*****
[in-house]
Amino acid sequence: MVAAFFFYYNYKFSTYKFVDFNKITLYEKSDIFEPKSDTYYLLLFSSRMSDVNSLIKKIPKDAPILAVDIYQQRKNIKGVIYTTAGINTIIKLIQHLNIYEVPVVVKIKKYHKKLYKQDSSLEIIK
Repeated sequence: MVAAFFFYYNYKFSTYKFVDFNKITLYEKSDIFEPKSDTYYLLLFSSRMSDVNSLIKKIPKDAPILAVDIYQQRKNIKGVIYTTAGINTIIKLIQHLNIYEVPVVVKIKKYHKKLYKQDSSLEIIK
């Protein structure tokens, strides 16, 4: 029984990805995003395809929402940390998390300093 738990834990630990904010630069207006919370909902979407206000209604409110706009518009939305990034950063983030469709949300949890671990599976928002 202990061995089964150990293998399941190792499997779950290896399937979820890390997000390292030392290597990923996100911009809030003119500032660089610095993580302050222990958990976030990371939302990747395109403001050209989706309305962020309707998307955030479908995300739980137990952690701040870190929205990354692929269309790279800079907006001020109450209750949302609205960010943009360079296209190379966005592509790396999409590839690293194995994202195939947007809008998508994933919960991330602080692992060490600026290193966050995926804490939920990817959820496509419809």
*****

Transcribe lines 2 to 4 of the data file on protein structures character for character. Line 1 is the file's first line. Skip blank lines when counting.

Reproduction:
Amino acid sequence: MVAAFFFYYNYKFSTYKFVDFNKITLYEKSDIFEPKSDTYYLLLFSSRMSDVNSLIKKIPKDAPILAVDIYQQRKNIKGVIYTTAGINTIIKLIQHLNIYEVPVVVKIKKYHKKLYKQDSSLEIIK
Repeated sequence: MVAAFFFYYNYKFSTYKFVDFNKITLYEKSDIFEPKSDTYYLLLFSSRMSDVNSLIKKIPKDAPILAVDIYQQRKNIKGVIYTTAGINTIIKLIQHLNIYEVPVVVKIKKYHKKLYKQDSSLEIIK
């Protein structure tokens, strides 16, 4: 029984990805995003395809929402940390998390300093 738990834990630990904010630069207006919370909902979407206000209604409110706009518009939305990034950063983030469709949300949890671990599976928002 202990061995089964150990293998399941190792499997779950290896399937979820890390997000390292030392290597990923996100911009809030003119500032660089610095993580302050222990958990976030990371939302990747395109403001050209989706309305962020309707998307955030479908995300739980137990952690701040870190929205990354692929269309790279800079907006001020109450209750949302609205960010943009360079296209190379966005592509790396999409590839690293194995994202195939947007809008998508994933919960991330602080692992060490600026290193966050995926804490939920990817959820496509419809």